The UK met the target of 0.7% GNI to ODA from 2015-2020, after the International Development (Official Development Assistance Target) Act enshrined this ongoing commitment in law. However, the UK’s legal commitment to 0.7% GNI to ODA was reduced to 0.5% for 2021 and beyond until fiscal tests are met. In September 2020, the Department for International Development (DFID) and Foreign and Commonwealth Office merged to form the new Foreign, Commonwealth and Development Office (FCDO), and in September 2022 a Minister for Development was created who will attend Cabinet. In 2022 the UK has experienced significant political changes with two changes in Prime Minister and Cabinet.
Policies & funding
The UK has committed to taking a strong stand for women and girls and to promoting equity in both its programmes and in global processes such as the 2030 United Nations Agenda for Sustainable Development. The UK places a strong emphasis on health, sexual and reproductive health and rights, and on gender equality.
In May 2022, the UK government published its strategy for international development which sets out four priority areas, including to “provide women and girls with the freedom they need to succeed, unlocking their future potential, educating girls, supporting their empowerment and protecting them against violence”. This includes the intention to restore vital funding for this work and commits the UK to drive progress on universal, comprehensive SRHR.
In December 2021, the UK launched a new approach paper on Ending Preventable Deaths of Mothers, Babies and Children which sets out key actions to 2024 and a strategic direction to 2030. The UK’s approach includes a pillar on ‘Human rights, gender and equality’ which places an emphasis on accelerating progress on SRHR, gender and equalities and human rights, as central to ending the preventable deaths of mothers, babies and children. In 2021, the government also adopted the Girls’ Education Action Plan 2021-2026, which includes a policy commitment to FP2030.
UK funding to SRH/FP was significantly reduced as a result of the decrease in the of size the economy during the COVID-19 pandemic and later reduction of 0.7% GNI to ODA to 0.5%. The reductions include an 85 per cent cut to UNFPA Supplies in 2020, from £154 million to £23 million, reduction in core operating costs to UNFPA and significant reductions to bilateral funding. In May 2022 the UK contributed 70 million Euros (£60 million) to UNFPA Supplies. Analysis by the Guttmacher Institute found that for the fiscal year 2021-22, the FCDO was expected to provide at least 255 million Euros (£218.9 million) for family planning and this would be reduced by 154 million Euros (£132.4 million). These cuts would result in 9.5 million fewer women and couples receiving contraceptive supplies and services. Despite this substantive reduction, the UK remained the larger European contributor to SRH/FP and the broader SRHR agenda.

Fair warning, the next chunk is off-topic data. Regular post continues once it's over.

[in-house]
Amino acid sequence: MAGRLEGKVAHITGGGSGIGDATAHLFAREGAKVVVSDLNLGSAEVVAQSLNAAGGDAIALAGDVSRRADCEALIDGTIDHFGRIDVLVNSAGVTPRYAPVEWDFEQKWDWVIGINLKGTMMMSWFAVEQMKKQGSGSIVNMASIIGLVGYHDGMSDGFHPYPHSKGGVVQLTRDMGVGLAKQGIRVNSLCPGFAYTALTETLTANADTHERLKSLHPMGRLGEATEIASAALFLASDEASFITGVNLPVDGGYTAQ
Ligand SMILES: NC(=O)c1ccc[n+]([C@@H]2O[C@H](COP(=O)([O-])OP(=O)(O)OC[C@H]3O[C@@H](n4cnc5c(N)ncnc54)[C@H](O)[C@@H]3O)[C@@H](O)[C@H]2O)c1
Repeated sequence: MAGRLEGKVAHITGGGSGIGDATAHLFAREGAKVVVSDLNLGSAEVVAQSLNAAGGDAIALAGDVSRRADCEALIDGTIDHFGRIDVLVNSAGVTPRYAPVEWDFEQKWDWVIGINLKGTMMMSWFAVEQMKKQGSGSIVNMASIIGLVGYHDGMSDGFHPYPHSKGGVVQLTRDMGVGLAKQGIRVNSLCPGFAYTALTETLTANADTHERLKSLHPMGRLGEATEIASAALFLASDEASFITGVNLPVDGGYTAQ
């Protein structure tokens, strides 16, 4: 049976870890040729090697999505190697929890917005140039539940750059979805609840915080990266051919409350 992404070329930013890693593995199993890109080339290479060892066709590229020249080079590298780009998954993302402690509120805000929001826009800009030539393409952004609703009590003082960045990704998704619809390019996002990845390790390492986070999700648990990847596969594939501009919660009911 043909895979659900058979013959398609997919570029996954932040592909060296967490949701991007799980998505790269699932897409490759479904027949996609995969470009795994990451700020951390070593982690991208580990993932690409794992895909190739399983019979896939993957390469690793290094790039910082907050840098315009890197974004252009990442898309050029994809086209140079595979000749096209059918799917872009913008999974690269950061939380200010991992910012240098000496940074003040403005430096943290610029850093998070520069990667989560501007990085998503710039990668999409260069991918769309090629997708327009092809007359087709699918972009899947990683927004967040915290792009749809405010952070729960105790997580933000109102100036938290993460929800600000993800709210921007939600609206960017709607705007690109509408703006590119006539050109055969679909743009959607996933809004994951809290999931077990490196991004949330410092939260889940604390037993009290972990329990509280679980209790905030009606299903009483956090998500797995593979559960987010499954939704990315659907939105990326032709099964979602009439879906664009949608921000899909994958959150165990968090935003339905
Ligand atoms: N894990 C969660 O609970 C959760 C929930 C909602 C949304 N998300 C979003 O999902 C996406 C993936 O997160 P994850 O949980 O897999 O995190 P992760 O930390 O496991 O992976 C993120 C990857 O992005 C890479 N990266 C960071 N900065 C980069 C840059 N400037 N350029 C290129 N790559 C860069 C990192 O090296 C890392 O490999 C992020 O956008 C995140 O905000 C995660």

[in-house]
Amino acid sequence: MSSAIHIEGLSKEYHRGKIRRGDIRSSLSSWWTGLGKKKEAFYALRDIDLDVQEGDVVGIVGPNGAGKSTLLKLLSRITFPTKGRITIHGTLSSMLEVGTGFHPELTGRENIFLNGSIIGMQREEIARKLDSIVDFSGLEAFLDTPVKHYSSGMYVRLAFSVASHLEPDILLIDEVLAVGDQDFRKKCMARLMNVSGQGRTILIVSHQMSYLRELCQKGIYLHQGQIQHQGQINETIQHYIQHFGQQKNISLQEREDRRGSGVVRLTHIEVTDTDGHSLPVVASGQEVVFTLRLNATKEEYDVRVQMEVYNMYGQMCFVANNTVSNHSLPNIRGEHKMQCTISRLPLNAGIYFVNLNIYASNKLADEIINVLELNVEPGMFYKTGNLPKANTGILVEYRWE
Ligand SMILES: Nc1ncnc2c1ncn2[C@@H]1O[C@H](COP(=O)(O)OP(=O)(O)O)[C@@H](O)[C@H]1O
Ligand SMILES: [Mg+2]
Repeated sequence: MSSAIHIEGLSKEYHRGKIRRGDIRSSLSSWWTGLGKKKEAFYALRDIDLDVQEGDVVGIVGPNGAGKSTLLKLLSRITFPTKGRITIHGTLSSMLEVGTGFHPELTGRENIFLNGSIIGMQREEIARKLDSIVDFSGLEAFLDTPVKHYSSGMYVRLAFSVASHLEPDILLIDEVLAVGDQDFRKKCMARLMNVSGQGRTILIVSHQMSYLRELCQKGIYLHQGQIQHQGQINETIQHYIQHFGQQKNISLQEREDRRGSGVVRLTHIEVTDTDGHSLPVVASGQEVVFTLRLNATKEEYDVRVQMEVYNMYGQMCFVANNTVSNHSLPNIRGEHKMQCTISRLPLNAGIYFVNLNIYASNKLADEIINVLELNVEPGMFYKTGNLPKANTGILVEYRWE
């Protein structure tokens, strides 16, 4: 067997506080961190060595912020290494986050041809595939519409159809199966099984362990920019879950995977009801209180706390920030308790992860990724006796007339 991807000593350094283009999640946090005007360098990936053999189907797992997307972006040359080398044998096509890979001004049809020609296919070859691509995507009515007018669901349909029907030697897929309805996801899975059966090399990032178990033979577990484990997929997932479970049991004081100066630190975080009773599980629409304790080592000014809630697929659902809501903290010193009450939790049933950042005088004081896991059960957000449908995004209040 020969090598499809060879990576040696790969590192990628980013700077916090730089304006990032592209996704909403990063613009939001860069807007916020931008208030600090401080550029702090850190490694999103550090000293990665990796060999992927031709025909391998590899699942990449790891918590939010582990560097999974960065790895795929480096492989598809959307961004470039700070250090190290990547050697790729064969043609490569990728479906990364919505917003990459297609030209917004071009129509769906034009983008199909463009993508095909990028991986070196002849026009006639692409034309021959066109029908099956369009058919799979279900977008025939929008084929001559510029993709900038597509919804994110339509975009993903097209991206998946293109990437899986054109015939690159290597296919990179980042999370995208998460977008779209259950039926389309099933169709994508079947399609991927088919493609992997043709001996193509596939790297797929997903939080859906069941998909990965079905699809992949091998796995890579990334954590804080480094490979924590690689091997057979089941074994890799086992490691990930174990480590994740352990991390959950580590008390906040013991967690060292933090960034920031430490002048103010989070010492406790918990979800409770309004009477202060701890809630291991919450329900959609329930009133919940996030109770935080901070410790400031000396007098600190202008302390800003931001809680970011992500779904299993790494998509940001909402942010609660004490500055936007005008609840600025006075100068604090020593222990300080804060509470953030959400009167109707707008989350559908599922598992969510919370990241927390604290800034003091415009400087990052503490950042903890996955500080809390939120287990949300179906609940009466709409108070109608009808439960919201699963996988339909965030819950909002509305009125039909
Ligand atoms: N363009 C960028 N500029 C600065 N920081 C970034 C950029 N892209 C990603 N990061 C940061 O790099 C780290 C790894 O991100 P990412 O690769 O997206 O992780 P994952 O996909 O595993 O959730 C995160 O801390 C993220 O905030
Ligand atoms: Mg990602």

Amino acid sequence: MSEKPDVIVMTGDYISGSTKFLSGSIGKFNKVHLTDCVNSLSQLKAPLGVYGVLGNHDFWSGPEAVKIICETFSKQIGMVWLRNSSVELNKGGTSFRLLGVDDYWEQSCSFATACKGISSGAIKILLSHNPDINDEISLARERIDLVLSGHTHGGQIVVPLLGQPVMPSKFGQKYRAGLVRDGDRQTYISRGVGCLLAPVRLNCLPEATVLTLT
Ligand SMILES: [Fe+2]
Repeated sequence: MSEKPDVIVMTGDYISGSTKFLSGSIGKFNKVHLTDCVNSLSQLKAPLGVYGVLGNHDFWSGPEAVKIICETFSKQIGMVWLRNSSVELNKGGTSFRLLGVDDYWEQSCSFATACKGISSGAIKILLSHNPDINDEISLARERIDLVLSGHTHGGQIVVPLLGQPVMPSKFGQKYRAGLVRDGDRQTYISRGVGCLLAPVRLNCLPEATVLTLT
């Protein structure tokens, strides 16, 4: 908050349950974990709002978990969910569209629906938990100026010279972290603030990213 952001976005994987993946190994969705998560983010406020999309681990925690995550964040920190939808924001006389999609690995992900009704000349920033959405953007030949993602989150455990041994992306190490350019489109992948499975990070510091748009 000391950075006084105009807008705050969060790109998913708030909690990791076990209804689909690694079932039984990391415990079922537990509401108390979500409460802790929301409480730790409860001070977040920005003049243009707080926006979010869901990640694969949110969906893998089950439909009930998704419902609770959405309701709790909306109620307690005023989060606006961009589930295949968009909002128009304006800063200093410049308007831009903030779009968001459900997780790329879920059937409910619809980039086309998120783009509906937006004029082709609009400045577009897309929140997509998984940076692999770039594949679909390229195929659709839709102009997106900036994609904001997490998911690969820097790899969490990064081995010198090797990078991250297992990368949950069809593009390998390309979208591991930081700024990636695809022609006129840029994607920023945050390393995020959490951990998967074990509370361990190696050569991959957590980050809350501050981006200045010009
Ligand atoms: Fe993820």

The UK has been a champion of FP and SRHR for many years, including hosting the Family Planning Summits in London in 2012 and 2017 to reinvigorate support on FP2020 commitments. The UK is also vocal on its support for SRHR in global forum including the UN, where in October 2022, they co-led a cross-regional statement on women and girls’ right to bodily autonomy, supported by over 70 co-signatures.
- Country factsheet 2021-2022-UK.pdf
- The UK government’s strategy for international development – GOV.UK (www.gov.uk)
- Agenda 2030: The UK Government’s approach to delivering the Global Goals for Sustainable Development – at home and around the world (2017)
- Ending preventable deaths of mothers, babies and children by 2030 (2021)
- Health systems strengthening for global health security and universal health coverage: FCDO position paper (2021)
- We must respect the bodily autonomy of women and girls throughout their lives: Cross-regional joint statement at the UN Third Committee – GOV.UK (www.gov.uk) (2022)
- FCDO Outcome Delivery Plan: 2021 to 2022
- DFID’s Strategic Vision for Gender Equality: Her Potential, Our Future (2018)